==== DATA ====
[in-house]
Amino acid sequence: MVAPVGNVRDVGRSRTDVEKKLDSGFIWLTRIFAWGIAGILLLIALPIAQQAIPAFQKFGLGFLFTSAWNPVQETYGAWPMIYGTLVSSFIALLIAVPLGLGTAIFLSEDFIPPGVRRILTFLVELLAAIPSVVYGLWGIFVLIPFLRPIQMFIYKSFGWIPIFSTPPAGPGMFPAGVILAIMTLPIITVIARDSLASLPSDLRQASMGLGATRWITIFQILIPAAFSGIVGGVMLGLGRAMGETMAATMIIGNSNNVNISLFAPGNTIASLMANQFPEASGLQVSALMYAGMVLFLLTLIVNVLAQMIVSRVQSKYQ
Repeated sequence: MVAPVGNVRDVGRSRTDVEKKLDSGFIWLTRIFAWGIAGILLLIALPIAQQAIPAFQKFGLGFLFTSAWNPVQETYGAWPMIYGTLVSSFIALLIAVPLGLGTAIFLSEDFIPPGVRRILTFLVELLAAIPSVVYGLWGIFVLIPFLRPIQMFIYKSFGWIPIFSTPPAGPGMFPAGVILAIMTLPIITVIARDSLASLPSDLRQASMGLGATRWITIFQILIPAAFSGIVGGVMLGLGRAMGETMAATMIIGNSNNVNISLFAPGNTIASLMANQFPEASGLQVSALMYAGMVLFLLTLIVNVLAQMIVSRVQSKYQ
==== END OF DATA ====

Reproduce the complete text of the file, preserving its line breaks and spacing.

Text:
[in-house]
Amino acid sequence: MVAPVGNVRDVGRSRTDVEKKLDSGFIWLTRIFAWGIAGILLLIALPIAQQAIPAFQKFGLGFLFTSAWNPVQETYGAWPMIYGTLVSSFIALLIAVPLGLGTAIFLSEDFIPPGVRRILTFLVELLAAIPSVVYGLWGIFVLIPFLRPIQMFIYKSFGWIPIFSTPPAGPGMFPAGVILAIMTLPIITVIARDSLASLPSDLRQASMGLGATRWITIFQILIPAAFSGIVGGVMLGLGRAMGETMAATMIIGNSNNVNISLFAPGNTIASLMANQFPEASGLQVSALMYAGMVLFLLTLIVNVLAQMIVSRVQSKYQ
Repeated sequence: MVAPVGNVRDVGRSRTDVEKKLDSGFIWLTRIFAWGIAGILLLIALPIAQQAIPAFQKFGLGFLFTSAWNPVQETYGAWPMIYGTLVSSFIALLIAVPLGLGTAIFLSEDFIPPGVRRILTFLVELLAAIPSVVYGLWGIFVLIPFLRPIQMFIYKSFGWIPIFSTPPAGPGMFPAGVILAIMTLPIITVIARDSLASLPSDLRQASMGLGATRWITIFQILIPAAFSGIVGGVMLGLGRAMGETMAATMIIGNSNNVNISLFAPGNTIASLMANQFPEASGLQVSALMYAGMVLFLLTLIVNVLAQMIVSRVQSKYQ